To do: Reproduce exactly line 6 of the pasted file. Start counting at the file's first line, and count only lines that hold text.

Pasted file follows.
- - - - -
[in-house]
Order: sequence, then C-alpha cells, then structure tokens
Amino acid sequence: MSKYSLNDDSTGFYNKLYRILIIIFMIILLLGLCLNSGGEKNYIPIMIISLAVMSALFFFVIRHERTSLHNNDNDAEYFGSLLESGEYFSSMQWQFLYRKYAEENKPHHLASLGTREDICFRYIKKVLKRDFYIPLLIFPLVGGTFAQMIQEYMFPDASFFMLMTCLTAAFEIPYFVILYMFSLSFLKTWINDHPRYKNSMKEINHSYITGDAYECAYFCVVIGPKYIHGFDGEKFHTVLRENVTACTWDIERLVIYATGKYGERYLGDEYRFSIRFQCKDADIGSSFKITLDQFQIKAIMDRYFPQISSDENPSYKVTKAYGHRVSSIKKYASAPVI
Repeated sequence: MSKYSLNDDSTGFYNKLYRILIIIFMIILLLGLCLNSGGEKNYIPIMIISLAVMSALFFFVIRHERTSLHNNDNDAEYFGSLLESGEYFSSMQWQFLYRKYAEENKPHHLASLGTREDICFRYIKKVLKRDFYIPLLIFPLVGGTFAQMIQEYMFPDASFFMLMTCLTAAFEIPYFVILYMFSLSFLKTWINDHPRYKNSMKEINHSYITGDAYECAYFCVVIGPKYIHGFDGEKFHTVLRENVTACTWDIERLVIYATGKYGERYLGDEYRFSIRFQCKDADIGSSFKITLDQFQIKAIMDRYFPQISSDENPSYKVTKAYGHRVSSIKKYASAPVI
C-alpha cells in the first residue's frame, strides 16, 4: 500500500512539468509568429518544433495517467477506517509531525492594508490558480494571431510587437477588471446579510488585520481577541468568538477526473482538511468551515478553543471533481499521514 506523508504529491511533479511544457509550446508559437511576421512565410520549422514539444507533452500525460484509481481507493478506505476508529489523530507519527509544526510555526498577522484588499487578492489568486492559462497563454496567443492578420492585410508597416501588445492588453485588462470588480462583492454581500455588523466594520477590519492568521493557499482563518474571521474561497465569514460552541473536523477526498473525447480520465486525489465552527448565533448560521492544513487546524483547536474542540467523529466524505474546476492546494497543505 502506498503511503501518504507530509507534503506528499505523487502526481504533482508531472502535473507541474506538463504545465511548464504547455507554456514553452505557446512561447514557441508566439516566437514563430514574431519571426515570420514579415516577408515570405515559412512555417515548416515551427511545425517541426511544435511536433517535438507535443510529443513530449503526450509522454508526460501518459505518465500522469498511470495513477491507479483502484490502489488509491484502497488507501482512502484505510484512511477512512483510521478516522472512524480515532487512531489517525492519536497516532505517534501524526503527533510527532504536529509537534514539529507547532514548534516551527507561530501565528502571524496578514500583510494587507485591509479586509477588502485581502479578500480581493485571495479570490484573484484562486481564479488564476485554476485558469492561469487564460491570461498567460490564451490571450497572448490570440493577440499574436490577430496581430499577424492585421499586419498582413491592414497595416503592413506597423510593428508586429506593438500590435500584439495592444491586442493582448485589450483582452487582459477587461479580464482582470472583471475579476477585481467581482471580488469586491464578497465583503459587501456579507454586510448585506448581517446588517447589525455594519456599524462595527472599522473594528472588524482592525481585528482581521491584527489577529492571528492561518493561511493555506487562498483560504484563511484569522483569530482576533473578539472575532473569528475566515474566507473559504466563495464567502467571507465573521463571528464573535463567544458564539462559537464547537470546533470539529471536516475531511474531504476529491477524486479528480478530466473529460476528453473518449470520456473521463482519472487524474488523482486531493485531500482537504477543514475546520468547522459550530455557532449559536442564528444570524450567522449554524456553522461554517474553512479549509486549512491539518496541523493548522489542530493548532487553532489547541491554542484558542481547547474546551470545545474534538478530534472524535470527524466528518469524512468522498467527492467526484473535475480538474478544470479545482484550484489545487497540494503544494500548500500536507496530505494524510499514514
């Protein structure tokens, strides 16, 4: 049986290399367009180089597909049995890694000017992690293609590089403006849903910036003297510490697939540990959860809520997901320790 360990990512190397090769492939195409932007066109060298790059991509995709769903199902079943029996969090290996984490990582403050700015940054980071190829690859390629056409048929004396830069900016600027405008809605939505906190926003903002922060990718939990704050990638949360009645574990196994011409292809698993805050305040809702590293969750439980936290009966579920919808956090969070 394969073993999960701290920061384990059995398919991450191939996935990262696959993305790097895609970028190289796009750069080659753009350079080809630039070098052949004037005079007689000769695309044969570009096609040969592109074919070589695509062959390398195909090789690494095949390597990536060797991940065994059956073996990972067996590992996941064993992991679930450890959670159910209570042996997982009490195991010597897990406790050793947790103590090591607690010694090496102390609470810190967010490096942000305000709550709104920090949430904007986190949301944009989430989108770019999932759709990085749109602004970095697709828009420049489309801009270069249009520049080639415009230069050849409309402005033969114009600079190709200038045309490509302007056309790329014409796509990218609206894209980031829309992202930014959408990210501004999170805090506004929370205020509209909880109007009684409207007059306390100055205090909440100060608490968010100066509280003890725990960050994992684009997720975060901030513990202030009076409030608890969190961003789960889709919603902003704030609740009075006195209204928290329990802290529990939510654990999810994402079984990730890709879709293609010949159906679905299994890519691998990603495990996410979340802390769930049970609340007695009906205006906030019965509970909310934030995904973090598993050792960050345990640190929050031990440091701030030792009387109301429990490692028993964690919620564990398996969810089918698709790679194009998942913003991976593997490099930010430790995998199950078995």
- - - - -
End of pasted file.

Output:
């Protein structure tokens, strides 16, 4: 049986290399367009180089597909049995890694000017992690293609590089403006849903910036003297510490697939540990959860809520997901320790 360990990512190397090769492939195409932007066109060298790059991509995709769903199902079943029996969090290996984490990582403050700015940054980071190829690859390629056409048929004396830069900016600027405008809605939505906190926003903002922060990718939990704050990638949360009645574990196994011409292809698993805050305040809702590293969750439980936290009966579920919808956090969070 394969073993999960701290920061384990059995398919991450191939996935990262696959993305790097895609970028190289796009750069080659753009350079080809630039070098052949004037005079007689000769695309044969570009096609040969592109074919070589695509062959390398195909090789690494095949390597990536060797991940065994059956073996990972067996590992996941064993992991679930450890959670159910209570042996997982009490195991010597897990406790050793947790103590090591607690010694090496102390609470810190967010490096942000305000709550709104920090949430904007986190949301944009989430989108770019999932759709990085749109602004970095697709828009420049489309801009270069249009520049080639415009230069050849409309402005033969114009600079190709200038045309490509302007056309790329014409796509990218609206894209980031829309992202930014959408990210501004999170805090506004929370205020509209909880109007009684409207007059306390100055205090909440100060608490968010100066509280003890725990960050994992684009997720975060901030513990202030009076409030608890969190961003789960889709919603902003704030609740009075006195209204928290329990802290529990939510654990999810994402079984990730890709879709293609010949159906679905299994890519691998990603495990996410979340802390769930049970609340007695009906205006906030019965509970909310934030995904973090598993050792960050345990640190929050031990440091701030030792009387109301429990490692028993964690919620564990398996969810089918698709790679194009998942913003991976593997490099930010430790995998199950078995």